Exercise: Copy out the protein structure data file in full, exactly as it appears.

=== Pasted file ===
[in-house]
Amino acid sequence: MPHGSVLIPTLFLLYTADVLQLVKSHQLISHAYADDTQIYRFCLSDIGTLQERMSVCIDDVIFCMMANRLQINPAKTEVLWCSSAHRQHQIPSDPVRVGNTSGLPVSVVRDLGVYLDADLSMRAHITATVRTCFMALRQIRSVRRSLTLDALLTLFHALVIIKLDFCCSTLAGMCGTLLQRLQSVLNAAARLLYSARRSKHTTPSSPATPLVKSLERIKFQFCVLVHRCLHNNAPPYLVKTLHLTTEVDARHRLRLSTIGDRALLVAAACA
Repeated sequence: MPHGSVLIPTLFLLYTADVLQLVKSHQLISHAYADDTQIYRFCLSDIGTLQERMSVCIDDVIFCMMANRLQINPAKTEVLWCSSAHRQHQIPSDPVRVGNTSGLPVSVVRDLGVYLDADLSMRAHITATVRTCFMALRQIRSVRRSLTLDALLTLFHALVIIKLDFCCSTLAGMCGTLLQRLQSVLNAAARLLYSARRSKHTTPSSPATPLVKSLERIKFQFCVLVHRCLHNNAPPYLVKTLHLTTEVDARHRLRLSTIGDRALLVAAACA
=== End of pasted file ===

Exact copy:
[in-house]
Amino acid sequence: MPHGSVLIPTLFLLYTADVLQLVKSHQLISHAYADDTQIYRFCLSDIGTLQERMSVCIDDVIFCMMANRLQINPAKTEVLWCSSAHRQHQIPSDPVRVGNTSGLPVSVVRDLGVYLDADLSMRAHITATVRTCFMALRQIRSVRRSLTLDALLTLFHALVIIKLDFCCSTLAGMCGTLLQRLQSVLNAAARLLYSARRSKHTTPSSPATPLVKSLERIKFQFCVLVHRCLHNNAPPYLVKTLHLTTEVDARHRLRLSTIGDRALLVAAACA
Repeated sequence: MPHGSVLIPTLFLLYTADVLQLVKSHQLISHAYADDTQIYRFCLSDIGTLQERMSVCIDDVIFCMMANRLQINPAKTEVLWCSSAHRQHQIPSDPVRVGNTSGLPVSVVRDLGVYLDADLSMRAHITATVRTCFMALRQIRSVRRSLTLDALLTLFHALVIIKLDFCCSTLAGMCGTLLQRLQSVLNAAARLLYSARRSKHTTPSSPATPLVKSLERIKFQFCVLVHRCLHNNAPPYLVKTLHLTTEVDARHRLRLSTIGDRALLVAAACA